Let’s Look At This New Hawke Sidewinder 30 SF 4-16×50 Scope
Hawke Sidewinder 30 riflescopes are an established, well-known brand among serious airgunners. But UK-based Hawke Sport Optics has not stood still over time. They have introduced successive improvements to the Sidewinder family.
Today, we’re looking at the latest, new Sidewinder in its most popular form. That’s in 4-16×50 configuration. In fact – to give this scope its full name – this is the Hawke Sidewinder 30 SF 4-16×50 with SR Pro II reticle.
This best-seller for Hawke has a 30mm tube and provides parallax-free viewing down to 10 Yards minimum range using the side turret. A four Inch diameter sidewheel is bundled with the scope. We installed it, of course, to provide easier control over fine focus changes.
This Sidewinder sidewheel (Geddit?) shows the useful, practical side of Hawke product design…
So many scope sidewheels are attached to the parallax-adjustment turret using pointed screws which can pierce the turret. (How can that really be good?).
Instead, this Sidewinder sidewheel clamps in place using an annular plate fixed by three screws.
This holds the sidewheel securely in place without causing worrying damage to the turret. Very good!
Another practical benefit is the bundled zoom ring lever. This can be attached if desired by the owner and provides considerable assistance in rotating the zoom power ring. Just remove the cover screw and screw-in the lever…
Then there’s the 4-Inch long screw-in lens hood that improves contrast in bright conditions by reducing stray light entering the scope from un-wanted directions.
Not to mention the see-through bikini-style lens covers! They make it possible to take a quick look through the scope without fumbling to remove or open the lens caps. (Don’t you just hate doing that?).
This Hawke Sidewinder 30 is fitted with the company’s SR Pro II reticle. This is divided into 1 MRAD marks. The separation between each mark represents 1.8 Inches at 50 Yards range or 3.6 Inches at 100 Yards. At 8x magnification, that is, for this is a Second Focal Plane (SFP) optic.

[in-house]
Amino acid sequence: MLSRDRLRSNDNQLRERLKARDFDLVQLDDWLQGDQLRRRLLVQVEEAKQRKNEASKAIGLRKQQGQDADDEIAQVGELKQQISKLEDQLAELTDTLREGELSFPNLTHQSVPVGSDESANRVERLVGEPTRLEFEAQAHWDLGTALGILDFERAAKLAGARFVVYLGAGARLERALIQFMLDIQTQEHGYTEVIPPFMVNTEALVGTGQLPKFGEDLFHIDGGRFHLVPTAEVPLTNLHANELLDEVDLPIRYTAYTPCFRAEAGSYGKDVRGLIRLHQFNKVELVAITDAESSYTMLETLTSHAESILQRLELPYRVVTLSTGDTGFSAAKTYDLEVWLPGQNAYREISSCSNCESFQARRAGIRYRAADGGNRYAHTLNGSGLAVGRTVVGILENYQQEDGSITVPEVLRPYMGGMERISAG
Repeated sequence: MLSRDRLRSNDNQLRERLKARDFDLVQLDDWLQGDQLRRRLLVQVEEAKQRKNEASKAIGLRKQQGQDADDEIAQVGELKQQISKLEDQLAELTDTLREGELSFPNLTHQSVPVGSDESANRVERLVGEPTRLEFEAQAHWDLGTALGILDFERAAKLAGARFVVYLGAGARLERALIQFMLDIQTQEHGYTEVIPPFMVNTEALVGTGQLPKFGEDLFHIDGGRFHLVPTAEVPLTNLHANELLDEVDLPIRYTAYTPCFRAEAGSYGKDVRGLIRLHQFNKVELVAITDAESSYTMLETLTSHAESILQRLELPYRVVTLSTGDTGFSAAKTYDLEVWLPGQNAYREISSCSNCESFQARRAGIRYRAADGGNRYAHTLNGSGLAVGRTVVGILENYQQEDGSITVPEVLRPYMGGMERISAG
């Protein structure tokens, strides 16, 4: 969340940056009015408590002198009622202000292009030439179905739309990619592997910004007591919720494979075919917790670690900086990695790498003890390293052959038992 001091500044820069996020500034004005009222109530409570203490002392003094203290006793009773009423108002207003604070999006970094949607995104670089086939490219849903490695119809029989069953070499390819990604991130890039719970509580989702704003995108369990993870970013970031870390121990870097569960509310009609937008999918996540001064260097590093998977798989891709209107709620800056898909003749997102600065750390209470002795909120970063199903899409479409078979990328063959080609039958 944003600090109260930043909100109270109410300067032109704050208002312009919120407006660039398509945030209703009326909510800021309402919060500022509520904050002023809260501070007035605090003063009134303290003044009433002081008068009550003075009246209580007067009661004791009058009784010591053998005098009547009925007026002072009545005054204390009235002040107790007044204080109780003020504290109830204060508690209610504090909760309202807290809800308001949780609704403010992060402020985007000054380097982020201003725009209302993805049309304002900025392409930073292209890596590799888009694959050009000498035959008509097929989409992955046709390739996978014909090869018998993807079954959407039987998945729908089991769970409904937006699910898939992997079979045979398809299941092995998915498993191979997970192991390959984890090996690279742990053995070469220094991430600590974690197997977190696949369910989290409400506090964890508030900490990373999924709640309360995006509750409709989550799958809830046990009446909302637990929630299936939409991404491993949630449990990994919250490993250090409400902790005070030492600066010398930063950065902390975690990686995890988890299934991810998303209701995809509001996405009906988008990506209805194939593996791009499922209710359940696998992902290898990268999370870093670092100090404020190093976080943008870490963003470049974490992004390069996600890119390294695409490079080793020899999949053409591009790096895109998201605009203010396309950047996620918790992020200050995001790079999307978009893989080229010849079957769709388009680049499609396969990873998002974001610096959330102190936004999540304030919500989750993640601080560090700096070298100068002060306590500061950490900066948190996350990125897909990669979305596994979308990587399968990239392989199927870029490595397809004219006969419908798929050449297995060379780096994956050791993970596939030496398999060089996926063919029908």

Of course, the reticle marks can also be used at 4x and 16x – if required – with appropriate corrections to the angular distance. This ability to use the SRII Pro reticle at 16x makes this model a good choice for Field Target competitors working with holdover to correct for range and wind conditions. Red LED illumination is available, controlled by the end of the windage turret.
(There’s a half mil hash reticle available as an alternative that works at 10x magnification).
For long range airgun benchrest shooters – for example – who prefer to use the turrets for adjustment, rather than hold over, this Hawke Sidewinder 30 has 1/10 MRAD click on both the elevation and windage turrets.
The elevation turret has a “witness window” that makes clear how many turns of elevation has been made from optical zero.
Hawke is one of the few manufacturers to specifically state that the scope has been set to optical zero during manufacture. This information gives you a definite head start when sighting-in for the first time after mounting the scope.
Perhaps more importantly, they also provide instructions for how to return the Sidwinder to optical zero after the turrets have been rotated. (Yes, you CAN work out how do do this yourself, if you need to. But isn’t it so much better that the manufacturer provides simple instructions?).
We mounted the Hawke Sidewinder 30 SF 4-16×50 to a FX Impact using Hawke 30mm Tactical Ring Mounts. Medium height worked well for us in this application.
Each of these Hawke rings has no less than SIX screws securing the scope in place. That scope is definitely staying put!
The whole rig feels comfortable and well-balanced: it looks good, too. Now we can’t wait to try shooting it. As soon as the snow melts a little…